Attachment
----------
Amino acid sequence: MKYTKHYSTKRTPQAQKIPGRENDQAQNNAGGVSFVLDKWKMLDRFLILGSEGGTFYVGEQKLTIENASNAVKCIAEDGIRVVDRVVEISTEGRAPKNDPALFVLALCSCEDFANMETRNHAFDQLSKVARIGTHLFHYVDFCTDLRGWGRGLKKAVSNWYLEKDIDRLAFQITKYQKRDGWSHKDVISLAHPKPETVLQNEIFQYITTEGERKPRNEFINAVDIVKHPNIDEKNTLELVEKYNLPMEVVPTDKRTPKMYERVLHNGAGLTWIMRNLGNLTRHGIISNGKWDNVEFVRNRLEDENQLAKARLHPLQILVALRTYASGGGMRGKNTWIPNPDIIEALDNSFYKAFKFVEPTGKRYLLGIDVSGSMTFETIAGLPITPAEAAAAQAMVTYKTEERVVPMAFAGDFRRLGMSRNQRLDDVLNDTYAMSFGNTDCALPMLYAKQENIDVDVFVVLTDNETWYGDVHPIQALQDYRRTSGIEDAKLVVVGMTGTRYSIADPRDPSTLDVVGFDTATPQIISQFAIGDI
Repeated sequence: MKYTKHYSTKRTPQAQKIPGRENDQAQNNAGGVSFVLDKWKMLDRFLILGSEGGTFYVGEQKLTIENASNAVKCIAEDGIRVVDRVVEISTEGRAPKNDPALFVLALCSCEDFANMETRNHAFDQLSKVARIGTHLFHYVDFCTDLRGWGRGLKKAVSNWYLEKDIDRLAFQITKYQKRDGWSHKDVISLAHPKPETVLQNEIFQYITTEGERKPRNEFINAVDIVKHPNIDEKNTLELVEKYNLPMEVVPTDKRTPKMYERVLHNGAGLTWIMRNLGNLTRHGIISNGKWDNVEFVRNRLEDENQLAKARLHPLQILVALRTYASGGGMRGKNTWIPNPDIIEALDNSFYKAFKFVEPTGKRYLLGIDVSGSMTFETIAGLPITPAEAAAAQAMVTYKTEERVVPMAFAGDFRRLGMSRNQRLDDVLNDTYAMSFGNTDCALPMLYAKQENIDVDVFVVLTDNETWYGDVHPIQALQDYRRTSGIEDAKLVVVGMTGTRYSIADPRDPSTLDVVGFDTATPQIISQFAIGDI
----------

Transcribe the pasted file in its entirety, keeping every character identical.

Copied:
Amino acid sequence: MKYTKHYSTKRTPQAQKIPGRENDQAQNNAGGVSFVLDKWKMLDRFLILGSEGGTFYVGEQKLTIENASNAVKCIAEDGIRVVDRVVEISTEGRAPKNDPALFVLALCSCEDFANMETRNHAFDQLSKVARIGTHLFHYVDFCTDLRGWGRGLKKAVSNWYLEKDIDRLAFQITKYQKRDGWSHKDVISLAHPKPETVLQNEIFQYITTEGERKPRNEFINAVDIVKHPNIDEKNTLELVEKYNLPMEVVPTDKRTPKMYERVLHNGAGLTWIMRNLGNLTRHGIISNGKWDNVEFVRNRLEDENQLAKARLHPLQILVALRTYASGGGMRGKNTWIPNPDIIEALDNSFYKAFKFVEPTGKRYLLGIDVSGSMTFETIAGLPITPAEAAAAQAMVTYKTEERVVPMAFAGDFRRLGMSRNQRLDDVLNDTYAMSFGNTDCALPMLYAKQENIDVDVFVVLTDNETWYGDVHPIQALQDYRRTSGIEDAKLVVVGMTGTRYSIADPRDPSTLDVVGFDTATPQIISQFAIGDI
Repeated sequence: MKYTKHYSTKRTPQAQKIPGRENDQAQNNAGGVSFVLDKWKMLDRFLILGSEGGTFYVGEQKLTIENASNAVKCIAEDGIRVVDRVVEISTEGRAPKNDPALFVLALCSCEDFANMETRNHAFDQLSKVARIGTHLFHYVDFCTDLRGWGRGLKKAVSNWYLEKDIDRLAFQITKYQKRDGWSHKDVISLAHPKPETVLQNEIFQYITTEGERKPRNEFINAVDIVKHPNIDEKNTLELVEKYNLPMEVVPTDKRTPKMYERVLHNGAGLTWIMRNLGNLTRHGIISNGKWDNVEFVRNRLEDENQLAKARLHPLQILVALRTYASGGGMRGKNTWIPNPDIIEALDNSFYKAFKFVEPTGKRYLLGIDVSGSMTFETIAGLPITPAEAAAAQAMVTYKTEERVVPMAFAGDFRRLGMSRNQRLDDVLNDTYAMSFGNTDCALPMLYAKQENIDVDVFVVLTDNETWYGDVHPIQALQDYRRTSGIEDAKLVVVGMTGTRYSIADPRDPSTLDVVGFDTATPQIISQFAIGDI